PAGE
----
Teenage Girl Falls 700 Feet to Death at Scenic Horseshoe Bend

December 27, 2018 Updated: December 27, 2018

A 14-year-old girl fell 700 feet to her death at the popular lookout at Horseshoe Bend in Arizona, on Christmas Eve.

The girl was visiting the Glen Canyon National Recreation Area with family from San Jose, California, when she went missing, according to a statement from  Coconino Sheriff’s Office on Dec. 26.

A search was launched, and the girl’s body was spotted from a rescue helicopter about 700 feet below the overlook at the bottom of Horseshoe Bend, located in Page, Arizona.

“Due to impending nightfall, rescuers were not able to recover her body that evening,” said the Sheriff’s Office.

Her body was recovered on Christmas morning.

The name of the girl has not been released. It is believed to be an accident, according to authorities.

The overlook is a popular spot for tourists, with many taking selfies and photograph close the edge, where there is no barrier.

horseshoe ben
The Colorado River wraps around Horseshoe Bend in the Glen Canyon National Recreation Area on Feb. 11, 2017, in Page, Arizona. (Rhona Wise/AFP/Getty Images)

Barriers are currently under construction, following previous deaths and accidents.

The girl’s body was transported to the Coconino County Medical Examiner’s Office in Flagstaff, according to the Arizona Sun, which reported the incident is under investigation and pending review by the Medical Examiner’s Office.

Zachary Wallace, 33, fell 800 feet from the same spot on May 6. His brother told authorities he had seen him slip over the edge. No foul play is suspected.

Safety Barriers Under Construction

A Greek tourist also fell to his death in 2010.

Hidden from the highway, once a deserted beauty spot known only to locals, Horseshoe Bend has become an increasingly crowded international tourist spot, with people lining up to take photographs from the precipitous edge, where the panoramic vista of the Colorado River is revealed in its full glory.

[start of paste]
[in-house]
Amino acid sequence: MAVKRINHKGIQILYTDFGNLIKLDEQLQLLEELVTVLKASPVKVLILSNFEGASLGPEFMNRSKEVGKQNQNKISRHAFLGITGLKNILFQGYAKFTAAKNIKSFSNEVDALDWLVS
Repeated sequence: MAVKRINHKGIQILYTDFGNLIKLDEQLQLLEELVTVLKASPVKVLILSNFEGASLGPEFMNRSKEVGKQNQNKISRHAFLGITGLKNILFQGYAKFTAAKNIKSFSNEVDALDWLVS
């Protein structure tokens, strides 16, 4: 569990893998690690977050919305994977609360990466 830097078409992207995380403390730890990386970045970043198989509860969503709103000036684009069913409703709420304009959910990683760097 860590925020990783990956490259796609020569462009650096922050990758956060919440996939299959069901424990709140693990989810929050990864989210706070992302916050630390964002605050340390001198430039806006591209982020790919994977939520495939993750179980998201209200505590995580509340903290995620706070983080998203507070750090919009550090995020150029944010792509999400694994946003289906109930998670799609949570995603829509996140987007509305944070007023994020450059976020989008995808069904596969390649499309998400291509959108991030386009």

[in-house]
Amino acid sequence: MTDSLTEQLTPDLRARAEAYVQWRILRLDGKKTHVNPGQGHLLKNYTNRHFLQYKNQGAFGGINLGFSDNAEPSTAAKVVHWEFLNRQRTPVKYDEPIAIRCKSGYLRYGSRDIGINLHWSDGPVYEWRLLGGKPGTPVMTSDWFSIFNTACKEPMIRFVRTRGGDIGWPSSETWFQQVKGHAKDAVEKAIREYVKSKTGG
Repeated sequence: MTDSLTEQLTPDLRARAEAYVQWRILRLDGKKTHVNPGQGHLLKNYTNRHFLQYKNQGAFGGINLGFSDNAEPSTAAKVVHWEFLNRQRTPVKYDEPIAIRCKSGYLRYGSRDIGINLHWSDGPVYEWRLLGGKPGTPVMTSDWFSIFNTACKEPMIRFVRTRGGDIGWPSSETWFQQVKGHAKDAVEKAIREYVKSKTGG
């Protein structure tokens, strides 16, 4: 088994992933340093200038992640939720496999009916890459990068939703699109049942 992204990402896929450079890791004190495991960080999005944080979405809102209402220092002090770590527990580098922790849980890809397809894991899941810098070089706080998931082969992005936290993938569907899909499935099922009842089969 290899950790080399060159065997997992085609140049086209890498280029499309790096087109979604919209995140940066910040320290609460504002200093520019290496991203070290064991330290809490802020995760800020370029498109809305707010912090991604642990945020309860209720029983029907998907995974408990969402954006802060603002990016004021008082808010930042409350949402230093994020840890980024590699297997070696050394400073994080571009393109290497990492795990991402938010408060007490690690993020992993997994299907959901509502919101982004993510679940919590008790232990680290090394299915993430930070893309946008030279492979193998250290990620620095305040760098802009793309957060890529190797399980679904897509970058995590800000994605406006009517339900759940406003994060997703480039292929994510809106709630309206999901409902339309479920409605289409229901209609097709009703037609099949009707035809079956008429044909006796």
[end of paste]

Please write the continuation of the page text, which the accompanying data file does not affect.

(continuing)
There are no official visitor numbers but estimates put the total at around 1.5 million in 2017. That is expected to rise to 2 million for 2018.

” It’s an amazing experience to stand inches from the edge of the rim at Horseshoe Bend to get photos,” wrote one visitor in a TripAdvisor review. “The view is truly amazing. It moves you emotionally. I was lucky to escape with 5 panoramas before calling it a day. The winds were gusting with sandstorm power making it even more risky.”

“There were crowds of people all around waiting for their chance to move into a spot near the rim to get a shot, added the reviewer. “Masses of people there, and no safety provisions. OSHA would not allow any Union workers to get that close to danger without a fine or safety line or net.”

Work started on small viewing area with a safety rail barrier in November, along with the creation of a trail to the rim of the canyon from the car park.

“Construction of a viewing platform and rim railing will greatly increase visitor safety at the rim for families while also meeting accessibility standards, said a statement from park officials in November. ” The rim railing will encompass a viewing area at the terminus of the trail.”

“Though not recommended, visitors may always choose to take in the iconic view without the security of railing simply by walking along the canyon rim.”

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